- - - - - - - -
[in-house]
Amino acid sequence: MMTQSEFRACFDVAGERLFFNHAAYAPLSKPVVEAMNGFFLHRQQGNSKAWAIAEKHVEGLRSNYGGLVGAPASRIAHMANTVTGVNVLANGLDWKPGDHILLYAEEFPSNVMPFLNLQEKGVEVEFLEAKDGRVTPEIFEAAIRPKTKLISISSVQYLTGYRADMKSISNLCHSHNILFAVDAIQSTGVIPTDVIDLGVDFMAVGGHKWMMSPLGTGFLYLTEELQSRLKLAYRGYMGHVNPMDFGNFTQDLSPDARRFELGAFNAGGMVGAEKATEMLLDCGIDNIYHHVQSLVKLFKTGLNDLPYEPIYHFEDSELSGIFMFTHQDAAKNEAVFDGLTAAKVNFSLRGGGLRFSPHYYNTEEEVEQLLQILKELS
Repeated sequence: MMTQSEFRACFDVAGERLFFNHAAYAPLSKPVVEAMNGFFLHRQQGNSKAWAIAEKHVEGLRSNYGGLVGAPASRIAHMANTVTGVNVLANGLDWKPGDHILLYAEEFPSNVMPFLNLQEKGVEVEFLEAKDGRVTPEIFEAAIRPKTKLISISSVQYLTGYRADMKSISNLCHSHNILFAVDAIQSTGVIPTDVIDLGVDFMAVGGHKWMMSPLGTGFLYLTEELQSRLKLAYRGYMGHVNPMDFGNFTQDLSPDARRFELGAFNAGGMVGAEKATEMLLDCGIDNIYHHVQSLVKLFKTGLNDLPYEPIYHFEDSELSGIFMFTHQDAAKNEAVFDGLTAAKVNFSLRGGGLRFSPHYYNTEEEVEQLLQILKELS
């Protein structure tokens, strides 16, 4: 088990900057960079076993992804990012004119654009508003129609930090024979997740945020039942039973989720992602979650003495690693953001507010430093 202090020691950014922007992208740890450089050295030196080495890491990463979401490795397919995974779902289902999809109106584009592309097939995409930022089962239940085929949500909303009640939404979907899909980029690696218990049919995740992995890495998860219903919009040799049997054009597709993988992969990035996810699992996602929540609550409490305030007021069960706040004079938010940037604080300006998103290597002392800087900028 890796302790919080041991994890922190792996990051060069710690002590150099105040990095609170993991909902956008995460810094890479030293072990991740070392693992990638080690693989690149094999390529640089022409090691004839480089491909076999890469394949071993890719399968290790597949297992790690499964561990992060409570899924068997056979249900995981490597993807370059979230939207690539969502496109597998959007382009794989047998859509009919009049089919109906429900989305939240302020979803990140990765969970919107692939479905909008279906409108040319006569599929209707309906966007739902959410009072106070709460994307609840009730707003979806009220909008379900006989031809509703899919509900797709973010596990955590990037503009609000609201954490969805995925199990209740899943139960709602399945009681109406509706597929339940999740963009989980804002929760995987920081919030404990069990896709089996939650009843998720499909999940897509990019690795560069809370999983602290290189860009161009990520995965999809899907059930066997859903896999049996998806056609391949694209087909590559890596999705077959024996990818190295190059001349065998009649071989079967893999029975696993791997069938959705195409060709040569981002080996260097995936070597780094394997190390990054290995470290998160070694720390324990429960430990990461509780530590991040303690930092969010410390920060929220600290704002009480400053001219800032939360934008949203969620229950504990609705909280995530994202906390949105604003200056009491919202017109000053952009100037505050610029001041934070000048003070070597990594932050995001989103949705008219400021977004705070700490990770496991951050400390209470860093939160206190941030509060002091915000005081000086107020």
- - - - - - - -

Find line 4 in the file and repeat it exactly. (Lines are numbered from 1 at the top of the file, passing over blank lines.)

């Protein structure tokens, strides 16, 4: 088990900057960079076993992804990012004119654009508003129609930090024979997740945020039942039973989720992602979650003495690693953001507010430093 202090020691950014922007992208740890450089050295030196080495890491990463979401490795397919995974779902289902999809109106584009592309097939995409930022089962239940085929949500909303009640939404979907899909980029690696218990049919995740992995890495998860219903919009040799049997054009597709993988992969990035996810699992996602929540609550409490305030007021069960706040004079938010940037604080300006998103290597002392800087900028 890796302790919080041991994890922190792996990051060069710690002590150099105040990095609170993991909902956008995460810094890479030293072990991740070392693992990638080690693989690149094999390529640089022409090691004839480089491909076999890469394949071993890719399968290790597949297992790690499964561990992060409570899924068997056979249900995981490597993807370059979230939207690539969502496109597998959007382009794989047998859509009919009049089919109906429900989305939240302020979803990140990765969970919107692939479905909008279906409108040319006569599929209707309906966007739902959410009072106070709460994307609840009730707003979806009220909008379900006989031809509703899919509900797709973010596990955590990037503009609000609201954490969805995925199990209740899943139960709602399945009681109406509706597929339940999740963009989980804002929760995987920081919030404990069990896709089996939650009843998720499909999940897509990019690795560069809370999983602290290189860009161009990520995965999809899907059930066997859903896999049996998806056609391949694209087909590559890596999705077959024996990818190295190059001349065998009649071989079967893999029975696993791997069938959705195409060709040569981002080996260097995936070597780094394997190390990054290995470290998160070694720390324990429960430990990461509780530590991040303690930092969010410390920060929220600290704002009480400053001219800032939360934008949203969620229950504990609705909280995530994202906390949105604003200056009491919202017109000053952009100037505050610029001041934070000048003070070597990594932050995001989103949705008219400021977004705070700490990770496991951050400390209470860093939160206190941030509060002091915000005081000086107020």